Tension & Compression

Some yoga postures are designed to beneficially stress the joints of the body to stimulate their strength and flexibility. There are two fundamentally different types of stress: tension and compression. Yogis should learn the difference between the two.

Tension is the familiar sensation of tissues being stretched. Compression is the sensation of tissues being pressed or pushed together. Both of these stresses are beneficial if done in moderation.

When a yogi is stretching a joint, he is stretching a ligament, a tendon, or both. When a yogi is compressing a joint, he is compressing bones. 

When performing yang styles of yoga (i.e. power, vinyasa, or ashtanga) you primarily activate muscle tissue to stabilize and protect your joints (this is because muscular tension compresses the joints and thereby limit your range of motion). An example would be the warrior pose, in which the quadriceps hamstrings, etc are engaged to take stress off the knee joint. 

When practising yin yoga, you primarily activate connective tissues by deliberately relaxing your muscles and putting safe stresses on your joints. An example would be Butterfly pose where you relax your legs and back muscles to allow the connective tissues in you groin, knees, lower back & ankles to gently open up & receive some stresses.

When bone is compressed, it stimulates new bone growth. Too much compression results in pain, irritation and inflammation. When muscle tissue and connective tissue is stressed (tension), it creates micro-tears in the fibers, which enables those tissues to grow longer and stronger.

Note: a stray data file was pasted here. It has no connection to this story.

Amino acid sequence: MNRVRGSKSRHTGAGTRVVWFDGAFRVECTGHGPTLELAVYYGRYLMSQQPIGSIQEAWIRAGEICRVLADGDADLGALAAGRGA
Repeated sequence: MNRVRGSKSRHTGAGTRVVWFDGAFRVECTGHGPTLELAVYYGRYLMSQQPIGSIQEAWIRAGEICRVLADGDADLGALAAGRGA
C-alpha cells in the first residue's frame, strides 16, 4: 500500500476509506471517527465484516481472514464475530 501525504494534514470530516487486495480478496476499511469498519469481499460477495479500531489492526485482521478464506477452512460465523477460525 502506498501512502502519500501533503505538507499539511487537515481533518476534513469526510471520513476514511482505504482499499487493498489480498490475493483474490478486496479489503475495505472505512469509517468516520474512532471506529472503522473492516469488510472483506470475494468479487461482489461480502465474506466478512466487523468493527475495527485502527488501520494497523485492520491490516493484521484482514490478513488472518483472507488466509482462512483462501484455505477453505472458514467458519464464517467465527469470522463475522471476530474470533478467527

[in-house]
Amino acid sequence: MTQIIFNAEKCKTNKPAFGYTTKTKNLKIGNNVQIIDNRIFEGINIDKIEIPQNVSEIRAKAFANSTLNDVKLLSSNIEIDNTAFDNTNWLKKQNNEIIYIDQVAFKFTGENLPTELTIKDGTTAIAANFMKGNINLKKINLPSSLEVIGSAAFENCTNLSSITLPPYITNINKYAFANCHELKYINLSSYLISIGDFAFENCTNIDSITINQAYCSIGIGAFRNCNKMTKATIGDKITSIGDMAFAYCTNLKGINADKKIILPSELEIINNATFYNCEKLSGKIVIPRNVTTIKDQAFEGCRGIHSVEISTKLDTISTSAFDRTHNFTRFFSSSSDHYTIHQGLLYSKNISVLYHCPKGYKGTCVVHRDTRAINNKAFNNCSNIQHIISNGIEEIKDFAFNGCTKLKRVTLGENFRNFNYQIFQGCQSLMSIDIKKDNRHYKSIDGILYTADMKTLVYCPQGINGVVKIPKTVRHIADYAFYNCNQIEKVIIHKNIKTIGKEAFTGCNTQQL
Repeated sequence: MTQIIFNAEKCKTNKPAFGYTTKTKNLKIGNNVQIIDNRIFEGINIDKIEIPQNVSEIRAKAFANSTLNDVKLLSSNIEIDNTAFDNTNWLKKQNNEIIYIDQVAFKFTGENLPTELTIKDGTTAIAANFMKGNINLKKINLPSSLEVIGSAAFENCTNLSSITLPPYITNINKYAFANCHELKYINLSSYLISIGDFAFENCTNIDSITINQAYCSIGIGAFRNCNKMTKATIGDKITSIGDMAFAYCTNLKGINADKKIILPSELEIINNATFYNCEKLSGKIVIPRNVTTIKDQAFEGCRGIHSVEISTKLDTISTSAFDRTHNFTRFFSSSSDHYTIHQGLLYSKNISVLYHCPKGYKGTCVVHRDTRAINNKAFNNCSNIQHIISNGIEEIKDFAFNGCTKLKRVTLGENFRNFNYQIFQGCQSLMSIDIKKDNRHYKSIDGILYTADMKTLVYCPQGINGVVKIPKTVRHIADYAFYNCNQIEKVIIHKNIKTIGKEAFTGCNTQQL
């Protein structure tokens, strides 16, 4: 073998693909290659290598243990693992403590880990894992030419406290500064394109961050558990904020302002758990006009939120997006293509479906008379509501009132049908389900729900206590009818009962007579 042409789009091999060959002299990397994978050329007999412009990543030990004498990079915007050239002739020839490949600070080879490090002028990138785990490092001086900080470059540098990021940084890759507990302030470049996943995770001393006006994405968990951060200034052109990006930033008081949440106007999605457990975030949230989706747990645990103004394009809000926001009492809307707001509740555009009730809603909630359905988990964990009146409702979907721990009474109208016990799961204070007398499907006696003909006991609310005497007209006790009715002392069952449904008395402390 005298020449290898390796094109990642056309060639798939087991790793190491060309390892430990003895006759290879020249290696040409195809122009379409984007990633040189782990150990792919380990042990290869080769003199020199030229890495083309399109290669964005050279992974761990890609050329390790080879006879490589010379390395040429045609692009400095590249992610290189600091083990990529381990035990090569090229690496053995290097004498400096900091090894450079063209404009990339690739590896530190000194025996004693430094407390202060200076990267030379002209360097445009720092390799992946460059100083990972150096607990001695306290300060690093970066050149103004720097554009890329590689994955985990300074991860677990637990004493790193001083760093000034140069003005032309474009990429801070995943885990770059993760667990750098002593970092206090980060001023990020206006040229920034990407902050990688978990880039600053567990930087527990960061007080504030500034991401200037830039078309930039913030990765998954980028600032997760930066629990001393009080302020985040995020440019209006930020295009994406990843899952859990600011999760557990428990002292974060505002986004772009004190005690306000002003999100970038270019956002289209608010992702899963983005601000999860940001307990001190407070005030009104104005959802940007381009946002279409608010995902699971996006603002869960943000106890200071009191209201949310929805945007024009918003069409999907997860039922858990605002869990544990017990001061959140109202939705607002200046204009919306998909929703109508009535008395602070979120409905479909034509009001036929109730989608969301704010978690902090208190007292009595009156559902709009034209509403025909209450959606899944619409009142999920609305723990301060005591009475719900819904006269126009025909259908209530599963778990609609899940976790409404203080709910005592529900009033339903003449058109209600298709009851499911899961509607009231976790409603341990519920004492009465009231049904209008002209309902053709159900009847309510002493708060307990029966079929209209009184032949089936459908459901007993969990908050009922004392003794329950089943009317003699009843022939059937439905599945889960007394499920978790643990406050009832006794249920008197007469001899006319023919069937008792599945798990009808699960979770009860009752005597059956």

In addition to stretching and strengthening your connective tissues, you can also carefully & methodically break up scar tissues and adhesions with a regular yoga practice. You can slowly increase your range of motion by increasing the length and strength of your connective tissues. 

If you feel discomfort while practicing yoga, there are two possibilities — you are either experiencing compression or tension. If you are experiencing compression, you will not gain much by forcing the movement and you may even hurt yourself. To do the pose safely, you will either need to find a different way to do that pose or you can simply back off a little bit.

If you are experiencing tension, then this may be an opportunity to open up your body – if you listen to your body and do it safely. The key is to know the difference between placing a healthy stress on your connective tissues or muscles and straining these tissues. 

Yoga is not about being the most flexible or strongest person in the class who can do the coolest variations. Asana is simply a way of calming your mind, becoming more connected with your body, and improving your day-to-day life by having a stronger and more flexible body (according to your natural limits). Whether you are new to yoga or have been practicing yoga for many years, you likely already know that your body feels different each day, so you need to approach your practice with a new set of eyes each time. If in doubt, it is always better to under do the pose rather than overdo it. You can always sink down a little further once you are settled into the pose, but it is hard to undo an injury if you over do it.

Mavis Tan 200hr January to May 2014 Batch

References:


http://www.paulgrilley.com

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